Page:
I kind of like the name Kid's Kit, though so for now it will stay. Still, do not underestimate the effectiveness of the rod included in the kit. It is a serious rod for serious fishermen, no matter how young they are. That said, I know that more than a few of the buyers are adults buying the kit for themselves. That's fine with me (I figure they are kids at heart).
I know that some
experienced tenkara fishermen are looking at the Kids Kit (or the Kosansui 270, which also comes in the Small Streams Starter Kit) as being well suited for the the smallest
and brushiest of streams - and it truly is. When Tom Davis of Teton Tenkara recently reviewed the Kosansui 270, he concluded that "It's the perfect rod for small, tight streams." Plus, the rod is made in Japan
|Kosansui 270||8' 10"||6||20.5"||1.4||97|
The Kids Tenkara Kit comes with the 8' 10" Nissin Fine Mode Kosansui rod, a size 4 level line the length of the rod, a pair of EZ Keepers, a spool of 5X tippet, and three flies in a kid sized fly box.
I've chosen to package a size 4 line with the kids tenkara kit because the slightly heavier line will be easier to cast. There will be plenty of time later on to graduate to a lighter line.
For the EZ Keepers, I use one of the shorter O rings on the forward Keeper and one of the longer ones doubled as the fly keeper between the two EZ Keepers. John Vetterli of the Tenkara Guides in Salt Lake City, who has taught tenkara to kids, tells me that the EZ Keepers are a bit more secure in holding the fly than the round line holders I package with the adult's Nissin Starter Kit. That's important when fishing with kids. The EZ Keepers are also better at holding the rod tip safely inside the rod when the rod gets put down.
The flies will be whatever I have on hand on the day I receive the order. (They really do all work.) The flies were tied on barbless hooks as a safety precaution.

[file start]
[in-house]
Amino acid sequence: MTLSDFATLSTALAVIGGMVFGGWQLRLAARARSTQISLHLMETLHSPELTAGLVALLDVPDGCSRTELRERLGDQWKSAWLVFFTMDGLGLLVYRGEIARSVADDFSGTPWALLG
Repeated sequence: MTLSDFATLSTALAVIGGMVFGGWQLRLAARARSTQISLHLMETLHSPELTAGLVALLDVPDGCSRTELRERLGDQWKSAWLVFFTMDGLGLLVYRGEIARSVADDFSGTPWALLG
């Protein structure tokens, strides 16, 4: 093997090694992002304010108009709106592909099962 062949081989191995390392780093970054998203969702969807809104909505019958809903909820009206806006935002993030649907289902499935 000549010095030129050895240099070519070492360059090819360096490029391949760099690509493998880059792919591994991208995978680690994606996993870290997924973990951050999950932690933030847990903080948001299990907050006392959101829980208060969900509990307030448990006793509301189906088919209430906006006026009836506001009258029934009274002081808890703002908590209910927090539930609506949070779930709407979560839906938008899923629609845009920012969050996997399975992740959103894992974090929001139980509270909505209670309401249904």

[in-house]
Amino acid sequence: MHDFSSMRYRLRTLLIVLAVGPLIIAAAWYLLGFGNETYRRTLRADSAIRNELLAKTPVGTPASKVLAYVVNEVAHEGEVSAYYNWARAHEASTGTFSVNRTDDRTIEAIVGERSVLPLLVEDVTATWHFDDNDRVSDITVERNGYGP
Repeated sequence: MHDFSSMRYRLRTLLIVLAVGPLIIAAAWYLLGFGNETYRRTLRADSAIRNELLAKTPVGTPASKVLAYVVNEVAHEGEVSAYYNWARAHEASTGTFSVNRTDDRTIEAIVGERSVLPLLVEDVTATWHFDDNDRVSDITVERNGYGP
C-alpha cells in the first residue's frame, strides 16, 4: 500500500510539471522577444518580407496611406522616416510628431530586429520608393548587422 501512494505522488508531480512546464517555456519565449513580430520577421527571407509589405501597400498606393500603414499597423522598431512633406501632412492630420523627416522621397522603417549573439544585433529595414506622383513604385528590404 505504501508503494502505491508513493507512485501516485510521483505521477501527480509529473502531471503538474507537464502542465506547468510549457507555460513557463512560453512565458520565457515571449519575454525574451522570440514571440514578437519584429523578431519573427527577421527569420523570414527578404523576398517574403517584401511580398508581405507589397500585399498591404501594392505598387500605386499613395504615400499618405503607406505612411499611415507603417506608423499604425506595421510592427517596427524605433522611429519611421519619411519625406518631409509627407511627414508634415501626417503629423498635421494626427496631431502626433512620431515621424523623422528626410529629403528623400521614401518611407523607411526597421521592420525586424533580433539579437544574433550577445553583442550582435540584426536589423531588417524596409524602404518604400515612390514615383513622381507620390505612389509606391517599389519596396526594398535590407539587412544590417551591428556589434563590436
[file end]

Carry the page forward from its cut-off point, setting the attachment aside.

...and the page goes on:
Please note: The Nissin Fine Mode Kosansui does not come with a rod sock. The medium rod case fits the rod.Kid's Kit with Kosansui 270 - $119
The Nissin Kosansui 270 is out of stock at Nissin and will not be available until the end of August. In the interim, I have replaced the Kosansui 270 with the Shimotsuke Kiyotaki 27. When I first put together a Kids Kit, I used the Kiyotaki 24. Kids caught a lot of fish and I got a lot of great reviews of the kit. I now think the 270 length is better choice.
The Kosansui is a nicer rod, but the Kiyotaki is available NOW and the Kosansui isn't. The price of the kits have been reduced to reflect the lower cost of the Kiyotaki rods. All other items in the Kids Kit are the same as before.
The Kiyotaki 27 fits in the Small Rod Case.
International shipments require additional postage. Please see International Shipping below.
Kosansui and line made in Japan. Kiyotaki made in Korea.
For every kit sold, $7 will go to fisheries conservation.
A shipping charge of $10 will be added to all orders.
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If fishing with a small child, be sure he or she does not put the tip plug in his or her mouth. It could be a choking hazard.
The hooks are VERY sharp. Please provide eye protection and adequate supervision.
I would recommend bending down the barbs on the flies. Some fish will wriggle off the hook, but if your child hooks himself (or you) it will make removing the hook much less traumatic.
I cannot list here all the dangers associated with fishing. However, studies show that most accidents occur at home, so to be safe you should probably stay away from home. If you're not going to be home, you might as well go fishing and might as well take your kids with you (saves on babysitters). I am sure all sorts of bad things can (and will) happen if you never go fishing.
Be careful. (That was adequate warning when we were kids. It ought to be adequate warning now.)
|Last week I ordered the kids tenkara kit for my 6 year old's birthday. I knew he was a little young, but thought we would give it a go anyway. We went out for the first time today and I have to say the rod was perfect for him and my other boys who went along.